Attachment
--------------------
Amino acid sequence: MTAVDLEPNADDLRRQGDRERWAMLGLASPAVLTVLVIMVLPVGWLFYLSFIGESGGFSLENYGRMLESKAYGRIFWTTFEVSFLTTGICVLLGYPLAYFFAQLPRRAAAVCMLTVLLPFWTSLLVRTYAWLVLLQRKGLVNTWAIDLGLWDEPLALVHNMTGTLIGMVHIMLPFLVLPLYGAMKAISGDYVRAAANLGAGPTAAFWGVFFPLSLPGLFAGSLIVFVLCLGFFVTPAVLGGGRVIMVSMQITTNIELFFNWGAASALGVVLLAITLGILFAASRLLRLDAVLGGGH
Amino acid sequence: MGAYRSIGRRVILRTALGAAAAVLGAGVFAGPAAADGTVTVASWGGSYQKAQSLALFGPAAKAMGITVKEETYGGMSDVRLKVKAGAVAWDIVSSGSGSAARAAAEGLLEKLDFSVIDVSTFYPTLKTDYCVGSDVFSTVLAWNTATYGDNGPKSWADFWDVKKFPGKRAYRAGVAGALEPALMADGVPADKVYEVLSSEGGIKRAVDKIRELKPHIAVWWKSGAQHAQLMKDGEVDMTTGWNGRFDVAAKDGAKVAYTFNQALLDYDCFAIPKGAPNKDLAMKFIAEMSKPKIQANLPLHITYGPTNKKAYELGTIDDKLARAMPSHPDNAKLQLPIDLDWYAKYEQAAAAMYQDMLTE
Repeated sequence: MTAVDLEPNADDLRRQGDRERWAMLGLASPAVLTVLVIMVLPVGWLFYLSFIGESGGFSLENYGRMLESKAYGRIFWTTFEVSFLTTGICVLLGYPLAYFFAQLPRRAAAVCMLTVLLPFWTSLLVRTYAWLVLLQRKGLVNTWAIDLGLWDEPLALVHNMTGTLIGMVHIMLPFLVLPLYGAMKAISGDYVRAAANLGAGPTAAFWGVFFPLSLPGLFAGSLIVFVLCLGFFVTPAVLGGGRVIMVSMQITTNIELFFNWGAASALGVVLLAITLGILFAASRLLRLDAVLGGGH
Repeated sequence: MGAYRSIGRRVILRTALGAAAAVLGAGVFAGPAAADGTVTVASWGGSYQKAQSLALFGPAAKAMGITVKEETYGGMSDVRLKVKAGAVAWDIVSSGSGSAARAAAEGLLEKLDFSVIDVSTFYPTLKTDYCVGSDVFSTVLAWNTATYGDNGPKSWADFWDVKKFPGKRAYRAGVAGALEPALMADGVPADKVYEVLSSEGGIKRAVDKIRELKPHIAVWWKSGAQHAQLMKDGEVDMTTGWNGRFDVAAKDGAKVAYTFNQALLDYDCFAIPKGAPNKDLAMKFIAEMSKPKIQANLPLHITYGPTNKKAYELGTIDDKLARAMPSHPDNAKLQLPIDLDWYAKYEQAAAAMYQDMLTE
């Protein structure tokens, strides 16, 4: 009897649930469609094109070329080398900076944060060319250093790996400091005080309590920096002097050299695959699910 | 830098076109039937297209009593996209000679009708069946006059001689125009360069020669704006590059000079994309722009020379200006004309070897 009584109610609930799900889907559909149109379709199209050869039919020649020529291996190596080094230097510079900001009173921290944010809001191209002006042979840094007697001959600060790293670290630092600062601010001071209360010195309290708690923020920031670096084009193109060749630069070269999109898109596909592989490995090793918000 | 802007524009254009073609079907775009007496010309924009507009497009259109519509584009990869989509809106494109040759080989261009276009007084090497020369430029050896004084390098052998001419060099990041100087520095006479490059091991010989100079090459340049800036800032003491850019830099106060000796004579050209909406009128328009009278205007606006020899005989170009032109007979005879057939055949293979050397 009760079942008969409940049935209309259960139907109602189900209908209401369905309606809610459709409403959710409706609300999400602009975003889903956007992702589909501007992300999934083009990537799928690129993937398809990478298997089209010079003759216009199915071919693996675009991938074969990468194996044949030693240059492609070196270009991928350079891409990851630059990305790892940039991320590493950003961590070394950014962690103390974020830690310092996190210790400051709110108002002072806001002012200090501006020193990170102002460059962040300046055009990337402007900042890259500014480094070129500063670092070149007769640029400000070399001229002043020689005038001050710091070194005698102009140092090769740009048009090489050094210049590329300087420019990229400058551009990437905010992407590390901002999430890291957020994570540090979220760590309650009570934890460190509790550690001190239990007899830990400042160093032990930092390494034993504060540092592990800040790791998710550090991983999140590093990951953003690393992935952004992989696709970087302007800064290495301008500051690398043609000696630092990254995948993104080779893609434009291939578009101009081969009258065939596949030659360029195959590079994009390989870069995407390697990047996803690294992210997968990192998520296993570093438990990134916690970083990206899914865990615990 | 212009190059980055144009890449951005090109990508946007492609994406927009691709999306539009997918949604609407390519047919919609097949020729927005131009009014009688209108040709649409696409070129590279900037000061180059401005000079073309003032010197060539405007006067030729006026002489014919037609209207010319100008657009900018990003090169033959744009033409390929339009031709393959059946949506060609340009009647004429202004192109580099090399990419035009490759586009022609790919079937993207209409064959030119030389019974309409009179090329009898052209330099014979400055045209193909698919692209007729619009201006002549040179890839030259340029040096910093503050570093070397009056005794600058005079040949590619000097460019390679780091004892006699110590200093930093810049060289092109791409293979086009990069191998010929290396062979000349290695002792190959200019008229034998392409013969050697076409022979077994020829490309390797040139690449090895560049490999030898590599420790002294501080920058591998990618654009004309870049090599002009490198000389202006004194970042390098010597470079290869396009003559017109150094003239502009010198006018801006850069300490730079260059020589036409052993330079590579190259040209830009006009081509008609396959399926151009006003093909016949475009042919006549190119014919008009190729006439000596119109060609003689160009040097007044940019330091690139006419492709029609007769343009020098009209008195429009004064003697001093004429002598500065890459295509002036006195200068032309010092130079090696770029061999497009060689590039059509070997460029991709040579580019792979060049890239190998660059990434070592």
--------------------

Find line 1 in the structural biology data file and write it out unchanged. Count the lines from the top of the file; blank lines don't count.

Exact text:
Amino acid sequence: MTAVDLEPNADDLRRQGDRERWAMLGLASPAVLTVLVIMVLPVGWLFYLSFIGESGGFSLENYGRMLESKAYGRIFWTTFEVSFLTTGICVLLGYPLAYFFAQLPRRAAAVCMLTVLLPFWTSLLVRTYAWLVLLQRKGLVNTWAIDLGLWDEPLALVHNMTGTLIGMVHIMLPFLVLPLYGAMKAISGDYVRAAANLGAGPTAAFWGVFFPLSLPGLFAGSLIVFVLCLGFFVTPAVLGGGRVIMVSMQITTNIELFFNWGAASALGVVLLAITLGILFAASRLLRLDAVLGGGH